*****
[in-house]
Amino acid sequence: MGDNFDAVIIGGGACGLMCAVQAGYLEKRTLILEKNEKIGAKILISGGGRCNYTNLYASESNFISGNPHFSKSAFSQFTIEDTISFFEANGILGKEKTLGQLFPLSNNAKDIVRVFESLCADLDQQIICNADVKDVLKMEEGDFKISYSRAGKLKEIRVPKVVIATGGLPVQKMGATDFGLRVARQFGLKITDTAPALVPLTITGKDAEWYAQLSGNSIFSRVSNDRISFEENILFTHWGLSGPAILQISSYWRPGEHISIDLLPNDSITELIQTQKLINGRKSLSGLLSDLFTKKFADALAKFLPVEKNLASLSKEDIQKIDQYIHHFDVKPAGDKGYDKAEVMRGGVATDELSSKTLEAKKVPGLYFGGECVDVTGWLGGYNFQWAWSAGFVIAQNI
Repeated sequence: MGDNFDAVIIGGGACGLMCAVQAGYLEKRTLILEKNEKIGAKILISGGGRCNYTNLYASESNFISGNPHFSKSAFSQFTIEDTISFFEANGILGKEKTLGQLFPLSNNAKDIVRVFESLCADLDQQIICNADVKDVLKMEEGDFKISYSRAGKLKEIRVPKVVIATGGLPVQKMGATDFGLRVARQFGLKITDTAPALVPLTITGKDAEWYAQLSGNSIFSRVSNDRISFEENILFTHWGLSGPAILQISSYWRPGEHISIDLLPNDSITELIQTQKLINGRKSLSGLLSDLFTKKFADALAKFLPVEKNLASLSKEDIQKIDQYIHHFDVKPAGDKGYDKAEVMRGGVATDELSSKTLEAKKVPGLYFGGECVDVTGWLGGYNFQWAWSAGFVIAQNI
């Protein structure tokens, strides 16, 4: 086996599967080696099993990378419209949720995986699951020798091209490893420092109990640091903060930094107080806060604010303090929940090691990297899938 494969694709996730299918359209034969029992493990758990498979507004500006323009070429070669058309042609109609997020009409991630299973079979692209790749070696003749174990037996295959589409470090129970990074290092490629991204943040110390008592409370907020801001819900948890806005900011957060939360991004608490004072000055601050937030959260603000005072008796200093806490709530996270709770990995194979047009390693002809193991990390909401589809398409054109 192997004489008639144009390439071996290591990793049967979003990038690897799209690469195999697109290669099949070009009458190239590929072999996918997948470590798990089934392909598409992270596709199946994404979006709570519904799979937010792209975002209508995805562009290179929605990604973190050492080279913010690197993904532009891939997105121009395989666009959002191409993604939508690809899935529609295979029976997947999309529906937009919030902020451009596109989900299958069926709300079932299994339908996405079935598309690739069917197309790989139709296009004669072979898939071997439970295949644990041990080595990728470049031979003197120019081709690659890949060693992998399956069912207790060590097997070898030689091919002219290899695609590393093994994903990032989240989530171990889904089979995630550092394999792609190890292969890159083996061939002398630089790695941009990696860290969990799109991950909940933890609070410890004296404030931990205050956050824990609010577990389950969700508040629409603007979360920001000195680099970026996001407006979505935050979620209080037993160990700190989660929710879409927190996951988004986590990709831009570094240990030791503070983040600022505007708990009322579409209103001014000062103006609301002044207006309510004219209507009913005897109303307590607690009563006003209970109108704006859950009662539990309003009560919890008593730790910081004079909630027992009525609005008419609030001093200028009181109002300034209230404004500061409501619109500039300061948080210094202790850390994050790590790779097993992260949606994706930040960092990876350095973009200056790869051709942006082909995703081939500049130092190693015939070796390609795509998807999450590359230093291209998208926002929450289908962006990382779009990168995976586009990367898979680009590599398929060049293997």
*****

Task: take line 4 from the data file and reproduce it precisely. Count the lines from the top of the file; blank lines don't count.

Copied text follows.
């Protein structure tokens, strides 16, 4: 086996599967080696099993990378419209949720995986699951020798091209490893420092109990640091903060930094107080806060604010303090929940090691990297899938 494969694709996730299918359209034969029992493990758990498979507004500006323009070429070669058309042609109609997020009409991630299973079979692209790749070696003749174990037996295959589409470090129970990074290092490629991204943040110390008592409370907020801001819900948890806005900011957060939360991004608490004072000055601050937030959260603000005072008796200093806490709530996270709770990995194979047009390693002809193991990390909401589809398409054109 192997004489008639144009390439071996290591990793049967979003990038690897799209690469195999697109290669099949070009009458190239590929072999996918997948470590798990089934392909598409992270596709199946994404979006709570519904799979937010792209975002209508995805562009290179929605990604973190050492080279913010690197993904532009891939997105121009395989666009959002191409993604939508690809899935529609295979029976997947999309529906937009919030902020451009596109989900299958069926709300079932299994339908996405079935598309690739069917197309790989139709296009004669072979898939071997439970295949644990041990080595990728470049031979003197120019081709690659890949060693992998399956069912207790060590097997070898030689091919002219290899695609590393093994994903990032989240989530171990889904089979995630550092394999792609190890292969890159083996061939002398630089790695941009990696860290969990799109991950909940933890609070410890004296404030931990205050956050824990609010577990389950969700508040629409603007979360920001000195680099970026996001407006979505935050979620209080037993160990700190989660929710879409927190996951988004986590990709831009570094240990030791503070983040600022505007708990009322579409209103001014000062103006609301002044207006309510004219209507009913005897109303307590607690009563006003209970109108704006859950009662539990309003009560919890008593730790910081004079909630027992009525609005008419609030001093200028009181109002300034209230404004500061409501619109500039300061948080210094202790850390994050790590790779097993992260949606994706930040960092990876350095973009200056790869051709942006082909995703081939500049130092190693015939070796390609795509998807999450590359230093291209998208926002929450289908962006990382779009990168995976586009990367898979680009590599398929060049293997």